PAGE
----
10 Amazing Superheroes You Didn't Know Were Stolen

10 Amazing Superheroes You Didn't Know Were Stolen

When comic book writers create superheroes, they can draw inspiration from all kinds of sources. They can be based on real people - perhaps someone the writers know personally or a famous person they admire - and they can be based on other fictional characters, but sometimes they are quite clearly blatant rip-offs of other comic book characters.

Marvel and DC may be bitter rivals, but that hasn't stopped them from taking inspiration from each other on numerous occasions when it comes to character creation - in some cases, it's to the extent that you could even say they stole from each other.

Whether it's a character's name, their appearance, or their general concept or schtick, a number of Marvel and DC characters were obviously copied - and we're going to run through a few of them now. Here are ten superheroes you didn't know were stolen.


In most of these cases, the stolen characters are either nowhere near as popular as the characters they were based on, or, at best, they have merely equalled the popularity of their templates. However, in Wolverine's case, he has surpassed the character he was based on by a large margin. That character was Timber Wolf - a DC character who first appeared in 1964, ten years before Wolverine - and the similarities between the pair are staggering. For starters, they look almost identical, but the fact that they were both experimented on and both have similar powers confirms that Wolverine was stolen by Marvel. Both characters have superhuman reflexes, enhanced senses, a regenerative healing factor, claws and super strength, and both are prone to violent outbursts. Who knew the most famous X-Man was ripped-off from DC?!


Hawkeye is the first character on this list to prove that character stealing is a two-way thing between Marvel and DC. Having first appeared in 1964, he arrived a massive 23 years after Green Arrow and is blatantly modelled on his DC counterpart. They're both ordinary humans fighting alongside gods and metahumans, they both lost their parents at a young age, Green Arrow has a close relationship with Black Canary and Hawkeye is close to Black Widow and, of course, there's the most obvious similarity in that they're both incredibly skilled with a bow and arrow.


Cyborg AKA Victor Stone is a DC character and a prominent member of the Justice League and Teen Titans. He first appeared in 1980 and was quite obviously copied from a Marvel concept that first hit comic books in 1974. That Marvel concept is Deathlok - the name of several characters who had died and been reanimated using cybernetic technology, which is exactly what happened with Stone. Although the Deathlok title has been bestowed on a number of characters, what they all have in common with Stone is a constant struggle to retain their humanity and a difficulty in coming to terms with being part-machine.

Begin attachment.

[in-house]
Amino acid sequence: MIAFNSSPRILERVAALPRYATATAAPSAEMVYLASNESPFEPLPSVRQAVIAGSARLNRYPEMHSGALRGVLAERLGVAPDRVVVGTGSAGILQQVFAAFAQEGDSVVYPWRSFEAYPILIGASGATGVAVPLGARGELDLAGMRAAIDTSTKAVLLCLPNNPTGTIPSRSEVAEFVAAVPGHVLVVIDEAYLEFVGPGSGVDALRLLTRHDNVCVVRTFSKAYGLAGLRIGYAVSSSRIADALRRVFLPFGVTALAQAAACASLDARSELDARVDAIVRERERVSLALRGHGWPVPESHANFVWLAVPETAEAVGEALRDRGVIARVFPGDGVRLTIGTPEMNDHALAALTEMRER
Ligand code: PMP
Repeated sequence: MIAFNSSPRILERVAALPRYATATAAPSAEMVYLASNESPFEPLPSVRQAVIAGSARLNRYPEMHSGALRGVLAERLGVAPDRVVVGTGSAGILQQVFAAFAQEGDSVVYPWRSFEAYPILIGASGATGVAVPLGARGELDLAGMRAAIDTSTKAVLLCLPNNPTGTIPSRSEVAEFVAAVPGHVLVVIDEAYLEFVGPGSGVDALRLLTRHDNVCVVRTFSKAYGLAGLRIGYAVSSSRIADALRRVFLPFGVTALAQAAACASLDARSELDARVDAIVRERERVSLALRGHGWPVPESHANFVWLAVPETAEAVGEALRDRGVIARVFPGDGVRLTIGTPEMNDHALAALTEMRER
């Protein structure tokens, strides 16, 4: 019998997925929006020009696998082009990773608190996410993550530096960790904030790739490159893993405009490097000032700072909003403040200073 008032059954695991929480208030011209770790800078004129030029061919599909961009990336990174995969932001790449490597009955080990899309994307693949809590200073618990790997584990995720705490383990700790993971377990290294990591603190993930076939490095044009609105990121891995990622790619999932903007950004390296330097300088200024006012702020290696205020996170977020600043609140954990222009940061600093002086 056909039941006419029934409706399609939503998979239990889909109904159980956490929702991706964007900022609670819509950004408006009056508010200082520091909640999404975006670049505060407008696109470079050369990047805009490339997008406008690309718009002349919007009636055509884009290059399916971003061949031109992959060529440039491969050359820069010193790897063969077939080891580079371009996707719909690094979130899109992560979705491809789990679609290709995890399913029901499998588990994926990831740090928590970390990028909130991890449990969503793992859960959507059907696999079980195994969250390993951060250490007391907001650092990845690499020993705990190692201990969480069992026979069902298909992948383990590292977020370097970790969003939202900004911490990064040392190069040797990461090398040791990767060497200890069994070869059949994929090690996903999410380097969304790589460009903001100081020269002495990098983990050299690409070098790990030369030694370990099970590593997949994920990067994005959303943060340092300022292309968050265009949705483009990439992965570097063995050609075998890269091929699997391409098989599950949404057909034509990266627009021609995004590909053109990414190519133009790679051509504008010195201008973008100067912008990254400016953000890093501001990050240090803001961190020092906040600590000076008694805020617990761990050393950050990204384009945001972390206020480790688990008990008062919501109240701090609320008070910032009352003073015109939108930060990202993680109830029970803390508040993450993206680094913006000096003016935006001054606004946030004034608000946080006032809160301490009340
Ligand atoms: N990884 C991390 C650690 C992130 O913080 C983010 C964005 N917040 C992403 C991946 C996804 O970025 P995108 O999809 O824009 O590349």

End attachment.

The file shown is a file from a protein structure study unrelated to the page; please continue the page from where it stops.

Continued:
Swamp Thing

DC's Swamp Thing is probably the most obvious rip-off of a Marvel character - that character being Man-Thing. Their names are obviously similar, they look the same as each other and their powers and back-stories are almost identical. It should come as no surprise, then, that Swamp Thing's creator, Len Wein, was living with Man-Thing's co-creator, Gerry Conway, at the time of the latter's creation. Man-Thing first appeared on panel in May of 1971 and then, two months later in July, Swamp Thing emerged. Wein had clearly and shamelessly stolen the idea from his housemate.


When it comes to underwater superheroes, there's nobody more well-known than DC's Aquaman. Although he's often unfairly the butt of jokes, he's also an undeniably iconic character and a founding member of the Justice League of America - but he was actually a stolen idea, inspired by Marvel's Namor the Sub-Mariner. The two character's personalities couldn't be more different, but their origins are near-identical. They're both Atlantean royalty and were both born when sea-dwelling princesses liaised with human men. And with Namor first appearing in 1939 - a full two years before Aquaman - it's obvious that it was Marvel's idea being stolen.


After starring in a fantastic 2016 movie, Deadpool is the man of the moment in the superhero world - but Marvel's Merc with a Mouth was actually quite clearly ripped-off from a DC character. Deathstroke AKA Slade Wilson first appeared in 1980, while Deadpool - whose real name, Wade Wilson, is very similar to his DC counterpart's - didn't appear until eleven years later. Both characters are morally ambiguous anti-heroes and mercenaries, both gained their healing abilities through experiments, they both have severe disfigurements that prompt them to wear extremely similar-looking costumes, and both regularly use guns, explosives and bladed weapons - although Deadpool is undoubtedly a hell of a lot crazier than Deathstroke!

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